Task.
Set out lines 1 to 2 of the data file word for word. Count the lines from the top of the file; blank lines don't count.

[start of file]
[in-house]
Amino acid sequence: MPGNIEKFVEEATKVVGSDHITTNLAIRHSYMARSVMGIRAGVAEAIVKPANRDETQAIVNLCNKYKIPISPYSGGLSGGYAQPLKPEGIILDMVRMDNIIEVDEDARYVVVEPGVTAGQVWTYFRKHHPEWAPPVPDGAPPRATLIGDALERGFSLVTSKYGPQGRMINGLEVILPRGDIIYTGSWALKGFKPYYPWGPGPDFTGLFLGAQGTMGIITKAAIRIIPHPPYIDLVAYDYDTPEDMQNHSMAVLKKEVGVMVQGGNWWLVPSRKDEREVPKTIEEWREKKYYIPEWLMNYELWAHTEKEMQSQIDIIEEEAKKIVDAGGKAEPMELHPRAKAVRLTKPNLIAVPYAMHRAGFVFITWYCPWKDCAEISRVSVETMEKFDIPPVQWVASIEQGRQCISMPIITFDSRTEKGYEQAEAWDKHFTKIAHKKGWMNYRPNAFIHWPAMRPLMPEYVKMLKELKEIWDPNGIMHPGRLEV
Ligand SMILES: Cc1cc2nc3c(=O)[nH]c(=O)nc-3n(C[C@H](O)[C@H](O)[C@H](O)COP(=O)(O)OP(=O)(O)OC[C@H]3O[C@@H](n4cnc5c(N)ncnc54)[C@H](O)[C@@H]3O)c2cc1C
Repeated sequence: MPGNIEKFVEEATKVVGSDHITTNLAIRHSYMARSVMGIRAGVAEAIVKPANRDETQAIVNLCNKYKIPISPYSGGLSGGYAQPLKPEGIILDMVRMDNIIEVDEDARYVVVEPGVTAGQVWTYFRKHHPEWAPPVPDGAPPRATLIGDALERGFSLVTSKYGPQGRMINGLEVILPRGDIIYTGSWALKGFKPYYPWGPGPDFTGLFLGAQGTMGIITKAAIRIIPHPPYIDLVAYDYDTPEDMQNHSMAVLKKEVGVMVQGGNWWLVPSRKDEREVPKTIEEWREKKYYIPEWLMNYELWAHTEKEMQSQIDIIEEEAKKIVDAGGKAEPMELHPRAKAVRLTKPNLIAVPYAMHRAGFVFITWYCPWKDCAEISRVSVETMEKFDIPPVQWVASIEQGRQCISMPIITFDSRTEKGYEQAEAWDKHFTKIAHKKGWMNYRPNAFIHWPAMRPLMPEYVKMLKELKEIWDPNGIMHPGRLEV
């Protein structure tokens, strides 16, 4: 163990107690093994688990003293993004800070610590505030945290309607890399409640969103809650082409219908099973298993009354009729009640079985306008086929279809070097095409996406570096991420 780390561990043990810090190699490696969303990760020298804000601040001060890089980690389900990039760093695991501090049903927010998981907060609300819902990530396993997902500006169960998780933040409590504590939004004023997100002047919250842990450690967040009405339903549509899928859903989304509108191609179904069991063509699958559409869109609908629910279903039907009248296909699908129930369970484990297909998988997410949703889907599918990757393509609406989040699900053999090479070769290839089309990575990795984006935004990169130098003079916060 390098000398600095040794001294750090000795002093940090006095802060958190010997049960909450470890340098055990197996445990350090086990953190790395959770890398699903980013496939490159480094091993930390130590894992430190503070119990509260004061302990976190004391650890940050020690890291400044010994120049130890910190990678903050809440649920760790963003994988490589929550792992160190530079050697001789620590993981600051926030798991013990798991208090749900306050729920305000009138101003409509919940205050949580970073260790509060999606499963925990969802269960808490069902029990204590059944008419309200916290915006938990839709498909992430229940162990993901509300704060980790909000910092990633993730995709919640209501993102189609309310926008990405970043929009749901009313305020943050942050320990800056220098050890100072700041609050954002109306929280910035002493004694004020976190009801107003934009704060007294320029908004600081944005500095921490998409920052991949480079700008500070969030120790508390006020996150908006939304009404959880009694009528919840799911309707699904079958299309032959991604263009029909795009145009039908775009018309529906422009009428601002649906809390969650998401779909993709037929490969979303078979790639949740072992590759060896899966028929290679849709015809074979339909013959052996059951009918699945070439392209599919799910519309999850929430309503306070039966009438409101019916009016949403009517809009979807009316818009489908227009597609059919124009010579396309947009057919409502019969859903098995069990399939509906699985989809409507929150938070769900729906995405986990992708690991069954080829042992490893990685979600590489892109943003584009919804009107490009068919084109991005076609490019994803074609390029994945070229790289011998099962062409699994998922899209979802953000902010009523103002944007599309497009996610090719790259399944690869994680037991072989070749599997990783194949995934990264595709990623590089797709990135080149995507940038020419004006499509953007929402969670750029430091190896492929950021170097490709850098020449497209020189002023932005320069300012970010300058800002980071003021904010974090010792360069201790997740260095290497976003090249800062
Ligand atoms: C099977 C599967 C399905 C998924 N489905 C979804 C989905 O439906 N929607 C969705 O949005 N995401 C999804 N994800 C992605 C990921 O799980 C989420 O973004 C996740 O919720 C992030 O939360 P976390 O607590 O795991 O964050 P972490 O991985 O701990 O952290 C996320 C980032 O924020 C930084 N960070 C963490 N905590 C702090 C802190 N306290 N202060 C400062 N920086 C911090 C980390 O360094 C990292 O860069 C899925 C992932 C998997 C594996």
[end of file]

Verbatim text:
[in-house]
Amino acid sequence: MPGNIEKFVEEATKVVGSDHITTNLAIRHSYMARSVMGIRAGVAEAIVKPANRDETQAIVNLCNKYKIPISPYSGGLSGGYAQPLKPEGIILDMVRMDNIIEVDEDARYVVVEPGVTAGQVWTYFRKHHPEWAPPVPDGAPPRATLIGDALERGFSLVTSKYGPQGRMINGLEVILPRGDIIYTGSWALKGFKPYYPWGPGPDFTGLFLGAQGTMGIITKAAIRIIPHPPYIDLVAYDYDTPEDMQNHSMAVLKKEVGVMVQGGNWWLVPSRKDEREVPKTIEEWREKKYYIPEWLMNYELWAHTEKEMQSQIDIIEEEAKKIVDAGGKAEPMELHPRAKAVRLTKPNLIAVPYAMHRAGFVFITWYCPWKDCAEISRVSVETMEKFDIPPVQWVASIEQGRQCISMPIITFDSRTEKGYEQAEAWDKHFTKIAHKKGWMNYRPNAFIHWPAMRPLMPEYVKMLKELKEIWDPNGIMHPGRLEV